Reading Time: 3 minutes

The Satanic Temple is suing the city of Boston, Massachusetts for excluding them from offering invocation prayers during city council meetings.

As it stands, the city’s unwritten rules allow council members, on a rotating basis, to select community members to give those opening remarks. But that leads to favoritism, according to the Satanists, and effectively discriminates against people who hold unpopular religious beliefs.

The lawsuit says members of TST’s Boston chapter made two formal requests to offer invocations in 2016 and 2017. They were unable to speak, though, because no council member gave them that opportunity. More recently, they’ve been rejected for the same reason:

TST lacked the political clout to procure a Councilor’s invitation.

No other religious group has requested an opportunity to bless the Council’s meeting, only to be denied. TST is sole group to have ever been excluded.

If the city says only individuals from those council members’ districts are invited to speak, the Satanists say that’s not true. One invocation speaker headed up a church based in another city — but she was invited to speak anyway because the council member who sponsored her had a “personal connection” to her. Ultimately, if you need an “in” with a council member to give an invocation, the Satanists say that puts them at a disadvantage:

It’s also a perfect microcosm of the problem with granting public officials unfettered authority to grant limited governmental benefits: it will inevitably result in a grant of that benefit to someone with a “personal connection” to the official and, necessarily, will deprive someone else of that benefit.

The City uniquely excluded TST based on TST’s religious viewpoint and the second-order effects of avoiding a public outcry for allowing in an “undesirable” religious minority.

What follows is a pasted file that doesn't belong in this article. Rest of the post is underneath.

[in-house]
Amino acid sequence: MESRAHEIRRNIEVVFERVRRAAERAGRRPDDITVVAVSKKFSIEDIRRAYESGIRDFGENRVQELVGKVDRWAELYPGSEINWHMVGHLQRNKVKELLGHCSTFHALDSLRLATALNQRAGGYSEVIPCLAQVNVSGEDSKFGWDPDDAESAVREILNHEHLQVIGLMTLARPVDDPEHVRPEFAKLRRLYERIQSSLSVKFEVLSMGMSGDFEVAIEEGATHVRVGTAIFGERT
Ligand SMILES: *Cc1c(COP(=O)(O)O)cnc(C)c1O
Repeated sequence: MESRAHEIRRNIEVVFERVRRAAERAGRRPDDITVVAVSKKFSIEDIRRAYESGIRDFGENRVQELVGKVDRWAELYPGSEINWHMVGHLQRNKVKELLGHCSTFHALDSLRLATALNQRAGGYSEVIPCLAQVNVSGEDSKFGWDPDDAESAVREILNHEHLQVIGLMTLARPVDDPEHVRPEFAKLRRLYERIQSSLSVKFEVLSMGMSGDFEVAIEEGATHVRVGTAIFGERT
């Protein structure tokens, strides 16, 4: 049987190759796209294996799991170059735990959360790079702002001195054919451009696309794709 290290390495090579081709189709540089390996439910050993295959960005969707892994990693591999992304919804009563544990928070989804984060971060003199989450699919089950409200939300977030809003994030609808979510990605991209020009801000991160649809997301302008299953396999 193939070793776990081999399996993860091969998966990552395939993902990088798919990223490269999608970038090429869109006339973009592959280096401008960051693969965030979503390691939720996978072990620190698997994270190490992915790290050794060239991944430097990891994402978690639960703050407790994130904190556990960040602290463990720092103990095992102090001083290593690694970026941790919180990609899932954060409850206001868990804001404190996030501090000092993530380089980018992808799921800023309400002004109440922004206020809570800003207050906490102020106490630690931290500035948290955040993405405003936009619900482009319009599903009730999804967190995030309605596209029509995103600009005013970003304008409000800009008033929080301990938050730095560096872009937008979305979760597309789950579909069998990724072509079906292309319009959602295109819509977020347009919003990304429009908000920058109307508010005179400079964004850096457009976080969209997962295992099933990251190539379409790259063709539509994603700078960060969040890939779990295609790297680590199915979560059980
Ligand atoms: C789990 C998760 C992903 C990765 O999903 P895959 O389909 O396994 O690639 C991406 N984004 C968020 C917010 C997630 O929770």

The Satanists also say that, between 2011 and 2017, there were 233 invocations. They were disproportionately awarded to Christians, Muslims, and Jews — representing Abrahamic religions. None of those invocations were given by “Wiccans, other Pagans, and Native Americans.”

… the problem with the City’s prayer selection system is that the prayer opportunity isn’t equally shared among those who are interested — as the Constitution requires — instead, the opportunity is reserved for those who have the political clout to procure a Councilor’s patronage.

TST wants into that club, but lacks the influence to buy admission.

Thus, TST needs this Court to enforce the City’s compliance with the Constitution.

As the lawsuit notes, the Supreme Court has ruled invocation prayers are legal but they must be open to people of all faiths or none at all. If Boston makes it all but impossible for Satanists to take part in that tradition, there’s a problem. The Satanists say they want the courts to declare Boston’s “prayer scheme” unconstitutional — and when that happens, they want to “bless the Council’s meeting within two weeks following entry of the order.”

If the facts laid out here are accurate, Boston’s going to have a hard time justifying their pro-religious traditions. They could avoid all of this by either having a system that allows anyone to give the invocation instead of putting unnecessary hurdles in the way — or getting rid of the idiotic practice altogether because it doesn’t benefit the city. I can’t imagine they’ll do the wise thing and just get to work, but I’m surprised they still haven’t changed the rules to avoid this entirely predictable outcome.

(via Courthouse News Service. Screenshot via YouTube. Thanks to Scott for the link)

Avatar photo

Hemant Mehta is the founder of, a YouTube creator, podcast co-host, and author of multiple books about atheism. He can be reached at @HemantMehta.